Despite theses intrusions into Americans’ private business, many Americans dismiss the federal government’s surveillance activities, saying, “I’ve done nothing wrong. Why should I worry?” This is the question often put to opponents of the NSA’s various monitoring programs.
Perhaps what is more tragic, many Americans accept the surveillance state with rationalizations such as: “The government is protecting us from terrorism, so I think it’s fine that they keep an eye out for extremists. If they happen to listen to my phone calls or read my e-mail, that’s just the price we pay for safety.”
In light of the protections afforded by the Fourth Amendment, these mentalities look at the surveillance from the wrong angle.
Americans are endowed by their Creator with the right to be free from unwarranted searches and seizures. When the government takes away these rights, then there is no liberty, regardless of pretexts and purposes put forth by the federal government.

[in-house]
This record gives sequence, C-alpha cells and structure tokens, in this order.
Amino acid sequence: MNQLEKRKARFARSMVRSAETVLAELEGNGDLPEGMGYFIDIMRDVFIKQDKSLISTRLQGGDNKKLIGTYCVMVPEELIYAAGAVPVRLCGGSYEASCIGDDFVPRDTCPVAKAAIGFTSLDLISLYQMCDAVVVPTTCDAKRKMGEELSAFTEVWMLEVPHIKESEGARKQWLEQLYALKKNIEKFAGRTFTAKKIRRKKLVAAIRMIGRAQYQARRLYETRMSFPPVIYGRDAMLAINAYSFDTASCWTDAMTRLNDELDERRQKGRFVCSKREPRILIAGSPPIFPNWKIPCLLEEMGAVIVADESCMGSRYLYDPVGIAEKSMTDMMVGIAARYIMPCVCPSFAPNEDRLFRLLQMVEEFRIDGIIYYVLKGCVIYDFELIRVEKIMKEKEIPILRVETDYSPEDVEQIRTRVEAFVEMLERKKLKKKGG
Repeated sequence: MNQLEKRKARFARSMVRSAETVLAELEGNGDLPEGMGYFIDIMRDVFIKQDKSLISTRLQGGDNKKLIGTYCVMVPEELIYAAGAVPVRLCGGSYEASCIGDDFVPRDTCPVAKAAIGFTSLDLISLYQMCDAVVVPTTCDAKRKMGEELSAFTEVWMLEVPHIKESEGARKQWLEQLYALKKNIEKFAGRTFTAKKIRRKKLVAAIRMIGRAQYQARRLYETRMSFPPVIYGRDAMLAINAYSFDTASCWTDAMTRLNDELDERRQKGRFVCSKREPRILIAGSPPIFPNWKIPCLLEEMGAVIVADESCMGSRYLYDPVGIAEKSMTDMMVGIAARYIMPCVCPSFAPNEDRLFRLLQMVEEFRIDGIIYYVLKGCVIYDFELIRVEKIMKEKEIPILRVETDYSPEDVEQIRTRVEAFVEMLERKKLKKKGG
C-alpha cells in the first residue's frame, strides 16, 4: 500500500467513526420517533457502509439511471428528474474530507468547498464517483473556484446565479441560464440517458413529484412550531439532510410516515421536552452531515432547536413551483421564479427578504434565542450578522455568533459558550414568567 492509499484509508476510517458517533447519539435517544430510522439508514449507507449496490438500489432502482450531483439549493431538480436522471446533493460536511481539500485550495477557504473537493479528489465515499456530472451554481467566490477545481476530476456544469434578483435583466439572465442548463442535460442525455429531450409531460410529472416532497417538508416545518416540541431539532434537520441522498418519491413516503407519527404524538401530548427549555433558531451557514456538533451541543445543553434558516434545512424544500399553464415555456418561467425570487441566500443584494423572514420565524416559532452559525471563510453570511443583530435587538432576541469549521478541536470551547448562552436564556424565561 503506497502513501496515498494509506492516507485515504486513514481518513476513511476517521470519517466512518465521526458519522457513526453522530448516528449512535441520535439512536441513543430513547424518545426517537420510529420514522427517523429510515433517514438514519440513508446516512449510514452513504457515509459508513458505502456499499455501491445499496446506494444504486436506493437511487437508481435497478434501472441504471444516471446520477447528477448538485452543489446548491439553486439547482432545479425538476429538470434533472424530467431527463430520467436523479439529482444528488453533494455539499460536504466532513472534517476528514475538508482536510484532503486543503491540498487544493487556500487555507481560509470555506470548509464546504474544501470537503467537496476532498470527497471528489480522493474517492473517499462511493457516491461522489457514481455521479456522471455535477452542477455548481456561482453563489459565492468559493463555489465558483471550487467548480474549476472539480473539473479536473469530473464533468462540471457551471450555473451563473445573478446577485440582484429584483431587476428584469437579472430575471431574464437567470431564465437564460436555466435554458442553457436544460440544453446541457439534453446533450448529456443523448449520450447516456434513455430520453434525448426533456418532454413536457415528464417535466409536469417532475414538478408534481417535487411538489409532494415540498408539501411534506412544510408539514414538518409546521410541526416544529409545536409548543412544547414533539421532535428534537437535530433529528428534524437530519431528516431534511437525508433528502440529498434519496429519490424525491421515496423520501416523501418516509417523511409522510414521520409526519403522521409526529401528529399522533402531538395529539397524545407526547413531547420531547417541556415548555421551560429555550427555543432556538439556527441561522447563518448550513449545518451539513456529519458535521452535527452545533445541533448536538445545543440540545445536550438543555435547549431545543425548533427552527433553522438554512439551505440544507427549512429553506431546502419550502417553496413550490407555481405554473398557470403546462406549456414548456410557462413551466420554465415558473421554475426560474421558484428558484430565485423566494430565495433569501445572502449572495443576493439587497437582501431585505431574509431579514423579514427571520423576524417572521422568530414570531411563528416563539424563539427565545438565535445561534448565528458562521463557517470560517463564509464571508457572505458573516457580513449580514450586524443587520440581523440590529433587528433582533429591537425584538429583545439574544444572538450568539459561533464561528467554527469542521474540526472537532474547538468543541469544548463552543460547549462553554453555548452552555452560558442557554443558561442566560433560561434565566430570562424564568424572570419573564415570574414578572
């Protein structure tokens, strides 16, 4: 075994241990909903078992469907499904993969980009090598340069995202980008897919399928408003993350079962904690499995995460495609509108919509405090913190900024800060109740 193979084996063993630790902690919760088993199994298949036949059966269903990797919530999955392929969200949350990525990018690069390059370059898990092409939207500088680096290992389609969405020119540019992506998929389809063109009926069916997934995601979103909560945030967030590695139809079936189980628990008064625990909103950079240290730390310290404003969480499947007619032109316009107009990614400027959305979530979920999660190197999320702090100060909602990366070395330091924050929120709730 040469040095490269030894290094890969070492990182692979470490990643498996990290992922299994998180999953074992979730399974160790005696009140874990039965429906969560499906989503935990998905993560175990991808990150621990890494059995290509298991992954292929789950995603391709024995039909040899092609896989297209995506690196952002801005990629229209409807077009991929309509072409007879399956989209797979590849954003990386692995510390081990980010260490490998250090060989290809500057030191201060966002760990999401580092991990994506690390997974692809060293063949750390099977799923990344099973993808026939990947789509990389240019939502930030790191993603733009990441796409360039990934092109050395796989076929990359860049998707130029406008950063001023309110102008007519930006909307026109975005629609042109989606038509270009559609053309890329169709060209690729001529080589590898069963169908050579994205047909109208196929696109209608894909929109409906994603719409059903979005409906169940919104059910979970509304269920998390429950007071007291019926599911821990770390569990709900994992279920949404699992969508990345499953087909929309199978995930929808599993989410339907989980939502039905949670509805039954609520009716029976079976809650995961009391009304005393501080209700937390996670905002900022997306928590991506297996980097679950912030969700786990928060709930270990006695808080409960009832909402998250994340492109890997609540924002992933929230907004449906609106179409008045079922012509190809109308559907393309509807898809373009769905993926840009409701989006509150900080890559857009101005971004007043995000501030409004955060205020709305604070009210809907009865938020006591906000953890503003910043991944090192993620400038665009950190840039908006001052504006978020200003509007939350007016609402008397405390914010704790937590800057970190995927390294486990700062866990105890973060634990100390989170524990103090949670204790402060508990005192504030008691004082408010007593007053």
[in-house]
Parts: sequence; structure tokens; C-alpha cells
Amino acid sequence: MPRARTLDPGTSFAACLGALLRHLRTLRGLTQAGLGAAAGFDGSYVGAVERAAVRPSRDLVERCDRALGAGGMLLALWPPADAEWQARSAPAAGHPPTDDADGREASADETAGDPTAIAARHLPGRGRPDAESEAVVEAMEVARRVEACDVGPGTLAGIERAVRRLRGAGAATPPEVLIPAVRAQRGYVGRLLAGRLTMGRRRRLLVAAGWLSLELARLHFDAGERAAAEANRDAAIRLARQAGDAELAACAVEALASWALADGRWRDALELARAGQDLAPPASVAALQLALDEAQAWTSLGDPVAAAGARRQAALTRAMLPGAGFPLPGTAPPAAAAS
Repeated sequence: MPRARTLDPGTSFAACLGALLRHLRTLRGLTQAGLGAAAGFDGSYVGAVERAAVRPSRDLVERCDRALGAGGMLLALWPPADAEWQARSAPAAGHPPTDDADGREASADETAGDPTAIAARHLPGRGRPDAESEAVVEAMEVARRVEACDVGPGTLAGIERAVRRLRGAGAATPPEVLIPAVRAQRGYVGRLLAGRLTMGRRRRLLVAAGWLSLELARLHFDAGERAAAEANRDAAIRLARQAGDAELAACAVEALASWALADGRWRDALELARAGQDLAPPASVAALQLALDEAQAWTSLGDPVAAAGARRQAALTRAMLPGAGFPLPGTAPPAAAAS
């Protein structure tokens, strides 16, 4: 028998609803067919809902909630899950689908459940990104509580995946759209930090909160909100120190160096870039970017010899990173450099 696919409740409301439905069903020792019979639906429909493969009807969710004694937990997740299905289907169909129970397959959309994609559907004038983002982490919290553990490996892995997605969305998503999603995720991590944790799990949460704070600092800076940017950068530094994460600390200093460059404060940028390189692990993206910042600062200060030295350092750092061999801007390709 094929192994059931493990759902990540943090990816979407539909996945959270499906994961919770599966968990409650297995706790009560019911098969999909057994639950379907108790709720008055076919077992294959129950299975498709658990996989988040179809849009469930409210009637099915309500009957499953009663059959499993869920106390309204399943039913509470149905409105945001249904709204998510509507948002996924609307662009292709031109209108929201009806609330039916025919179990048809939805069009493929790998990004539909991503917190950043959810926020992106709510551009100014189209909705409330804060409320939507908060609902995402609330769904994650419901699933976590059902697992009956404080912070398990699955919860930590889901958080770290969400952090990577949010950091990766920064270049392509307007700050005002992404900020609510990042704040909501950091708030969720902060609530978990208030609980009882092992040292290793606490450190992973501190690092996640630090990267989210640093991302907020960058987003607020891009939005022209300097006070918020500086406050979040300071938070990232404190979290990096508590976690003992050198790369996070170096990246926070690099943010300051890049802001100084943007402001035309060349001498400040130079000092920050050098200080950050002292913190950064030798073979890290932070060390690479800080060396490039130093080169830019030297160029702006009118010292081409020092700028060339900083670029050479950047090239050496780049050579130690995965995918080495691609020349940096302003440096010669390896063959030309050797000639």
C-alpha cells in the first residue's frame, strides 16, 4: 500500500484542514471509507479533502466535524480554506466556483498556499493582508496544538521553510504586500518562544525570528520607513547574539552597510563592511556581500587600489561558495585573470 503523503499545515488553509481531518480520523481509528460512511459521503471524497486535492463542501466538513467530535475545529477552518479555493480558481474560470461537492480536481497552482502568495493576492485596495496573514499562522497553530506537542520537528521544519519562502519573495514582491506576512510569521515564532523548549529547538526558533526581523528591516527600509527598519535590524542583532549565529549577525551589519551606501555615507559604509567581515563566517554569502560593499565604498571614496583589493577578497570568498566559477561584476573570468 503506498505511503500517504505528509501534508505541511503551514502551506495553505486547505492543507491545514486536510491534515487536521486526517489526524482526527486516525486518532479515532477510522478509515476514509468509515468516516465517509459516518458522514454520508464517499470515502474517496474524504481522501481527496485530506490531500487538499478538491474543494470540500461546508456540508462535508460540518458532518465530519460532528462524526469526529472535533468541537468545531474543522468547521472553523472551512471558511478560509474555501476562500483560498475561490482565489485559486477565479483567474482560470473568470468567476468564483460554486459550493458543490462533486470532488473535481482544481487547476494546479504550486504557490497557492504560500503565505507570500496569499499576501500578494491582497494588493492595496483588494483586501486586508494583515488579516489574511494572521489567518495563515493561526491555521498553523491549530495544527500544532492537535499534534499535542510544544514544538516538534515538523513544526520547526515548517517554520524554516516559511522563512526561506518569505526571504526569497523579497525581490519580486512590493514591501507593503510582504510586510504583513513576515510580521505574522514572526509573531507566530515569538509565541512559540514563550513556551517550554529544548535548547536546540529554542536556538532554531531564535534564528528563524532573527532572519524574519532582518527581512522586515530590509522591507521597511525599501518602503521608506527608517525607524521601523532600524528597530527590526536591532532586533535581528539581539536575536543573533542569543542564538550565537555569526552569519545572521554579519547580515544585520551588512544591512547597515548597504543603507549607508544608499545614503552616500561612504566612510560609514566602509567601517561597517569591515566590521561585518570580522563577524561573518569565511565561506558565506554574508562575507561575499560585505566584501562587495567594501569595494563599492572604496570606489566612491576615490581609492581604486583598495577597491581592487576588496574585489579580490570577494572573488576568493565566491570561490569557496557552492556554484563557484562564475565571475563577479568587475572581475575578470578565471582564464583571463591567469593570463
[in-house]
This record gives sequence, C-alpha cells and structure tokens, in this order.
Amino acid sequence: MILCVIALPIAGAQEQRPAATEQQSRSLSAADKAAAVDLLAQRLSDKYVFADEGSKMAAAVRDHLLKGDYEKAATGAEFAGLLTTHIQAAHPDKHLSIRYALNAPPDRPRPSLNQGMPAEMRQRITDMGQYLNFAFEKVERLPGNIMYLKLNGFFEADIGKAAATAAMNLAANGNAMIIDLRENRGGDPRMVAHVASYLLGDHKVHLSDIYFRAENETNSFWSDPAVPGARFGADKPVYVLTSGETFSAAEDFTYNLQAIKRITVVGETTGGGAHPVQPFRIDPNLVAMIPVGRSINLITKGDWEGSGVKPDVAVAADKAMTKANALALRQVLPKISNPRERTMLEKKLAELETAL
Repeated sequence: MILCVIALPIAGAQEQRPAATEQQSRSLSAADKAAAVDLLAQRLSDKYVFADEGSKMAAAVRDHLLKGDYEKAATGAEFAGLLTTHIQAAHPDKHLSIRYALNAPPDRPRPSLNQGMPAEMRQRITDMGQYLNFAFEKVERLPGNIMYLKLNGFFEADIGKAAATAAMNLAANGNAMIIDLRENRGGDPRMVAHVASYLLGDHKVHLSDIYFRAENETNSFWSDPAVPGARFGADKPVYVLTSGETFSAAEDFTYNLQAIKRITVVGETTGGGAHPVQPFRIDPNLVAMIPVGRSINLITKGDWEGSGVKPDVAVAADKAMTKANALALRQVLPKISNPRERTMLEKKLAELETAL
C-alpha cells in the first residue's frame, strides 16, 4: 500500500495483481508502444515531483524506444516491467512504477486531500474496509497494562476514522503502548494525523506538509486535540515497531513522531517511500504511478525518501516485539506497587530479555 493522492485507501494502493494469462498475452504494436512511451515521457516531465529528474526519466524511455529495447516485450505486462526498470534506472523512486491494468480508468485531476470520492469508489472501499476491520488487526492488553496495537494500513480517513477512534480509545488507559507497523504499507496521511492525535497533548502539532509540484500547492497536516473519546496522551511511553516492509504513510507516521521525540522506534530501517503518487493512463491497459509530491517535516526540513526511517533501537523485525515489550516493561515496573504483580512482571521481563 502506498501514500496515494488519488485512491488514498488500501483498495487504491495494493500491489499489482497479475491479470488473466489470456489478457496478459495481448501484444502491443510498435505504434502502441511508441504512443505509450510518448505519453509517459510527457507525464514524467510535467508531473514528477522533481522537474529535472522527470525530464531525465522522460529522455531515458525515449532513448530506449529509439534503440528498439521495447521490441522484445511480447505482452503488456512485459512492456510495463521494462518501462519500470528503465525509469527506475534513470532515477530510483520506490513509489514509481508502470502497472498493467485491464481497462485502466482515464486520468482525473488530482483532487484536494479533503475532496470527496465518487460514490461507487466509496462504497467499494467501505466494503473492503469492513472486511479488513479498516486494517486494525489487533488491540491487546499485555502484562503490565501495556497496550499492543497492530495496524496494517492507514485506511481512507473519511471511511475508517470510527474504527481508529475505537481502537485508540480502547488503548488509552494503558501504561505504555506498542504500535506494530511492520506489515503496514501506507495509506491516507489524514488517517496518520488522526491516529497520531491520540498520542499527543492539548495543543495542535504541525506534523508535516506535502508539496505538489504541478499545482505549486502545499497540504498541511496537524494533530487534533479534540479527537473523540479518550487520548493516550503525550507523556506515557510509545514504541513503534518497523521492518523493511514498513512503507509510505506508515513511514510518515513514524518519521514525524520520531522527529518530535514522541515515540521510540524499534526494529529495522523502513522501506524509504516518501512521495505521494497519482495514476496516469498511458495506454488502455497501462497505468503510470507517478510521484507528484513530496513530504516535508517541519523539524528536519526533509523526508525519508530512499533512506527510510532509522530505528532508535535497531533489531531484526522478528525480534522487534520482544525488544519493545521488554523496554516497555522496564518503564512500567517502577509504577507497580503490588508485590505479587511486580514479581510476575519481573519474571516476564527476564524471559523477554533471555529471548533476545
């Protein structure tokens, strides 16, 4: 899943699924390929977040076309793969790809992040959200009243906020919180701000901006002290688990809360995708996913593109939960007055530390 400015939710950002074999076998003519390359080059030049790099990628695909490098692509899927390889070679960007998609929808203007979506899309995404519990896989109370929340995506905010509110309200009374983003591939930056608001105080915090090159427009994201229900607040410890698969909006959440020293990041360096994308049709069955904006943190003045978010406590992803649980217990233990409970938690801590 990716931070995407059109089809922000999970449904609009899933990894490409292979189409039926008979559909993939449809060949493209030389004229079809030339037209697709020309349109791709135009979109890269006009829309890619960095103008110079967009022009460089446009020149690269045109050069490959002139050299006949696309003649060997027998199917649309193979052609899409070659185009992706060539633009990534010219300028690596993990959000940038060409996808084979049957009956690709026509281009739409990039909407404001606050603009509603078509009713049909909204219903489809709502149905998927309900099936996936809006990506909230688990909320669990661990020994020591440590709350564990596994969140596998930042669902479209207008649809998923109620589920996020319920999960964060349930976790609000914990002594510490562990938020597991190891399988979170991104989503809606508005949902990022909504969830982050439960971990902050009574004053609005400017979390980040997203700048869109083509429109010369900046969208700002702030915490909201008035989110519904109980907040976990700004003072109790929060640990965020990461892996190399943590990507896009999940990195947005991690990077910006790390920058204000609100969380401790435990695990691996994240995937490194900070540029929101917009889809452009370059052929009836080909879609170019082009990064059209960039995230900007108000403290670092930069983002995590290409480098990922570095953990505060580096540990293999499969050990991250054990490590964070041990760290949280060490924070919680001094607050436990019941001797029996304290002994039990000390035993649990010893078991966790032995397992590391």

While it’s true that most Americans have “done nothing wrong”criminally speaking, it is equally true that most of us have done many embarrassing things that we would prefer not to have put in a file for future use by political enemies — inside or outside the government. What are these possible peccadilloes? Think bad credit, poor scholastic performance, Web surfing habits, sensitive medical diagnoses, etc.
It is now clear that the NSA can capture, keep, and cull any recorded evidence of these events and use them when it becomes beneficial to their cause.
Another statist tool is secrecy and the fact that Snowden’s revelations have pulled the curtain back on much of the government’s routine violations of constitutional restrictions on its power is bothersome to the bureaucracy that depends of the protection of shadows.
In a statement sent to the Washington Post, NSA spokeswoman Vanee Vines said, “the continuous and selective reporting of specific techniques and tools used for legitimate U.S. foreign intelligence activities is highly detrimental to the national security of the United States and of our allies, and places at risk those we are sworn to protect.”
Such statements notwithstanding, the most important thing to remember that there is no evidence that the government’s massive surveillance and deprivations of rights has made us any safer. What, then, is the true purpose of the surveillance?
It isn’t security. Demanding freedom in exchange for safety is the trade of tyrants. When the federal government — or any government — robs citizens of their basic civil rights, then that government has become despotic by definition.